Soon the stage would take all his attention, an acting career touring the theatres of Ireland to considerable success followed and his memoir recounts the pleasure he took in the parts of Jaffier, Warwick, Jessamy, Young Meadows, Linco and others. But sadly, this happiness was not to last. After a night out with friends in Dublin, the twenty-two-year-old thespian fell into the River Liffey.
The first cause of this injury to my sight was from a cold I got by a fall off the south wall of the river Liffey, Dublin, on a dark December night, by going out to sup with my party for some hours in my wet clothes, and in about a fortnight the effects appeared in a violent inflammation of my eyelids. I then tried many remedies, each crossing the other, which increased the malady, and my persisting to use the pen myself impaired my sight beyond all hope. Although, from the opinion of the first medical people, my complete recovery of sight was quite hopeless, yet I never had an ambition to be pitied; and, indeed, effort to be envied, rather than pitied, often proves a successful stimulus to the greatest actions of human life.Recollections of the Life of John O’Keeffe (1826)
By 1781 O’Keeffe was finding success as a playwright in Dublin with his works The She Gallant and Tony Lumpkin in Town (a sequel to Oliver Goldsmith’s She Stoops to Conquer). In this same year the now blind O’Keeffe, bolstered by his theatrical triumphs, decamped to London to find fame and fortune.
His genius was recognised in his youthful productions of The Son in Law and The Agreeable Surprise, both performed at the Theatre Royal Haymarket. Following on the immense success and popularity of these pieces, he began to write exclusively for the Theatres Royal of the Haymarket and Covent Garden. His works were filled with laughter, high spirits, fun, frolic and farce. His friend and contemporary, Richard Brinsley Sheridan, commented, ‘O’Keeffe is the first to have turned the public taste from the dullness of sentiment… towards the sprightly channel of comic humour.’ O’Keeffe used his celebrity and his pen to voice his opinions on many controversial matters, an example of this can be found in his play, The Basket Maker (1789). In the same year, there was a debate in the House of Commons on the Petitions for the Abolition of the Slave Trade. O’Keeffe included in his character, Reuben Sadboy’s dialogue:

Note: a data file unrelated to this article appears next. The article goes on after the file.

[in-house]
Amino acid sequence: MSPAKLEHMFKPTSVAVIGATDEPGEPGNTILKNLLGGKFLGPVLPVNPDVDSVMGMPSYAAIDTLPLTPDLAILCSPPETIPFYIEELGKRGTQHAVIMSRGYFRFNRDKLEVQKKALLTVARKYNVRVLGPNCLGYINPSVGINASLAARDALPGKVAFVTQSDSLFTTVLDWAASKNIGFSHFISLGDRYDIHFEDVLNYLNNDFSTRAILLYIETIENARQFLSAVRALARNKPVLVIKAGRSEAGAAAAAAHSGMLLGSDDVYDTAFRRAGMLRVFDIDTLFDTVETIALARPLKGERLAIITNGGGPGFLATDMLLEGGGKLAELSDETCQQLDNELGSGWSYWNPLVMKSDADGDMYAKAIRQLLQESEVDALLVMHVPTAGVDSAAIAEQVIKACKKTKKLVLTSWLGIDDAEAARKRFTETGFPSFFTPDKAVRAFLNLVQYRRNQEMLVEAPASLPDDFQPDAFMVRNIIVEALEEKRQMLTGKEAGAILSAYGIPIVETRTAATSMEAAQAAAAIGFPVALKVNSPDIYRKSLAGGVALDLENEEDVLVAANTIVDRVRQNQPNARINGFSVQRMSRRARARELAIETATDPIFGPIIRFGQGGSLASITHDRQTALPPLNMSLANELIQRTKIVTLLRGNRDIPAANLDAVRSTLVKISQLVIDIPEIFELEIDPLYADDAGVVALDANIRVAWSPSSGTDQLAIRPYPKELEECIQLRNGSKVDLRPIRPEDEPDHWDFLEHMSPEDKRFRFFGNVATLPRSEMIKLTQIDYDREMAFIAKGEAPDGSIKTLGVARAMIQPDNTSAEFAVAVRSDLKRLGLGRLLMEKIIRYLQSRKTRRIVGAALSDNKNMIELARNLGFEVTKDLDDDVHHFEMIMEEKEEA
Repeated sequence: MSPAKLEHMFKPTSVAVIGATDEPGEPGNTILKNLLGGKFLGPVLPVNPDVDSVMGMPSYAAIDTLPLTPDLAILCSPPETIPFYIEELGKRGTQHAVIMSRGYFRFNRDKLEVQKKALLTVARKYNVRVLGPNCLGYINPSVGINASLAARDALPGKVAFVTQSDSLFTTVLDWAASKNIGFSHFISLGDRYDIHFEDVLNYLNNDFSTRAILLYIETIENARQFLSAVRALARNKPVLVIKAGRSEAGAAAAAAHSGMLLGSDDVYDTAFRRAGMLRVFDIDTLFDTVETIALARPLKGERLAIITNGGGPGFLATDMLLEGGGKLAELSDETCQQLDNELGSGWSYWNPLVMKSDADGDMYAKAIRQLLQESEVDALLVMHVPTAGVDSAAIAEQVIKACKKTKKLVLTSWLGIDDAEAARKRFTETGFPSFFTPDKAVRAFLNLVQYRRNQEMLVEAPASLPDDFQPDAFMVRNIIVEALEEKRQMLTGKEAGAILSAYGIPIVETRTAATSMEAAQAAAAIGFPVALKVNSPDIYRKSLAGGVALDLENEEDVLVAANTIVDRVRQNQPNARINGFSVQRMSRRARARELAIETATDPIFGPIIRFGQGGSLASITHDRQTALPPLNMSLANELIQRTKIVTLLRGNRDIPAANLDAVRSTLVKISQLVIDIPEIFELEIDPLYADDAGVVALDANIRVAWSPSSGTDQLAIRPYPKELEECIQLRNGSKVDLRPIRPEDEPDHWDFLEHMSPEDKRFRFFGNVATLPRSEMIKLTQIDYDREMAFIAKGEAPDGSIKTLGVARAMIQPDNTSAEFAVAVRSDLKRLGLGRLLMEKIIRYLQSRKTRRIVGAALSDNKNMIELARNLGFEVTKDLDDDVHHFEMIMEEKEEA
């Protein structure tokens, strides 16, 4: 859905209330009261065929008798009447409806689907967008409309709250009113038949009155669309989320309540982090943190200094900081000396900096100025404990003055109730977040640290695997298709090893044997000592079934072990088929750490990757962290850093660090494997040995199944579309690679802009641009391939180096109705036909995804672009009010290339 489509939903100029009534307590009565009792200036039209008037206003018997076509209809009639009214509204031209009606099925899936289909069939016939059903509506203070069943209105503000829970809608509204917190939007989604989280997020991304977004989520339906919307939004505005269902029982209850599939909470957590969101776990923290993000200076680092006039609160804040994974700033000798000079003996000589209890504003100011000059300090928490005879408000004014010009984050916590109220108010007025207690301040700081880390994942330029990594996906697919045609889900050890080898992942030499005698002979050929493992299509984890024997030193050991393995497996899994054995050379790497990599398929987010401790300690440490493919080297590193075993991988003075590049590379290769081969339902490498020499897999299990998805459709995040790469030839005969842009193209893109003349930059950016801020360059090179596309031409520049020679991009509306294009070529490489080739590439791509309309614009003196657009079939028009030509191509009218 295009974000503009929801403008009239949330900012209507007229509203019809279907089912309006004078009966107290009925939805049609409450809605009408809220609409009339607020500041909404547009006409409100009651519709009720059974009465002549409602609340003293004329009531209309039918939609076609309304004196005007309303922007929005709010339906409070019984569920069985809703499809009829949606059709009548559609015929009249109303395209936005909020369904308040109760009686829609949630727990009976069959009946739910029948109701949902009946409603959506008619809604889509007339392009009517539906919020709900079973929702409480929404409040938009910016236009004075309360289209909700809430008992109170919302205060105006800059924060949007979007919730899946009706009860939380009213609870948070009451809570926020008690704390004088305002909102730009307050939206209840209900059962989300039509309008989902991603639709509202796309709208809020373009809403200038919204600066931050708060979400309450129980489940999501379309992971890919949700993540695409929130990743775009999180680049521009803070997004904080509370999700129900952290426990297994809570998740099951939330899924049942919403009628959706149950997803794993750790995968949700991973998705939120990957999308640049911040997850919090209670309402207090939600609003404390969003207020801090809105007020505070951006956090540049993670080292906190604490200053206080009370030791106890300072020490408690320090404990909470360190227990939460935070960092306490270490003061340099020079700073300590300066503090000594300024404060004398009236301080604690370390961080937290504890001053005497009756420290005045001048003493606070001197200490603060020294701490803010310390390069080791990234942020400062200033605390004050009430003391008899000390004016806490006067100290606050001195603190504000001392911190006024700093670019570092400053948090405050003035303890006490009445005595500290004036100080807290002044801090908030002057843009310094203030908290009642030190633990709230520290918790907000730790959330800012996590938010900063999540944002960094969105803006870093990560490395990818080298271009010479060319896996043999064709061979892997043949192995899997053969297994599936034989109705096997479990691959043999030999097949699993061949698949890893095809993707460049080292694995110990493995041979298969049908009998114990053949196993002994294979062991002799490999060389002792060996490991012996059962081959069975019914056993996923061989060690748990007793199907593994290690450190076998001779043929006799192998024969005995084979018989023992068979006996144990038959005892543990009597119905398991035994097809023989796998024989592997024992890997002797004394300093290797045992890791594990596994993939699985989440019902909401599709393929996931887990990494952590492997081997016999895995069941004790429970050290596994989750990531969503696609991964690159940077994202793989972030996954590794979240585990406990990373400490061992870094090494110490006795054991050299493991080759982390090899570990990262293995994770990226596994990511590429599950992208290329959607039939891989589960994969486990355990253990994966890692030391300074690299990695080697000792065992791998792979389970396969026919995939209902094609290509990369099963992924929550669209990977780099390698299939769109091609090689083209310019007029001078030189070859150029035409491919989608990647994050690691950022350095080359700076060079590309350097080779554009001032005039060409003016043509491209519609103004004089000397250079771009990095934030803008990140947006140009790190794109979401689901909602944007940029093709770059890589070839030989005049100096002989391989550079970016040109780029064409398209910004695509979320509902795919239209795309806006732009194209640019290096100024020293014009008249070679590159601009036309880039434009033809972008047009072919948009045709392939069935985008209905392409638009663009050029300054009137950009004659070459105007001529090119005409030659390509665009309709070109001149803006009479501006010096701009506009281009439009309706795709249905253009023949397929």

…on my return to America, every slave of mine shall be as free as the air he breathes”. With the finale firmly declaring, “Hail Fellows! Black , yellow. Souls are all of one colour.Reuben Sadboy in The Basket Maker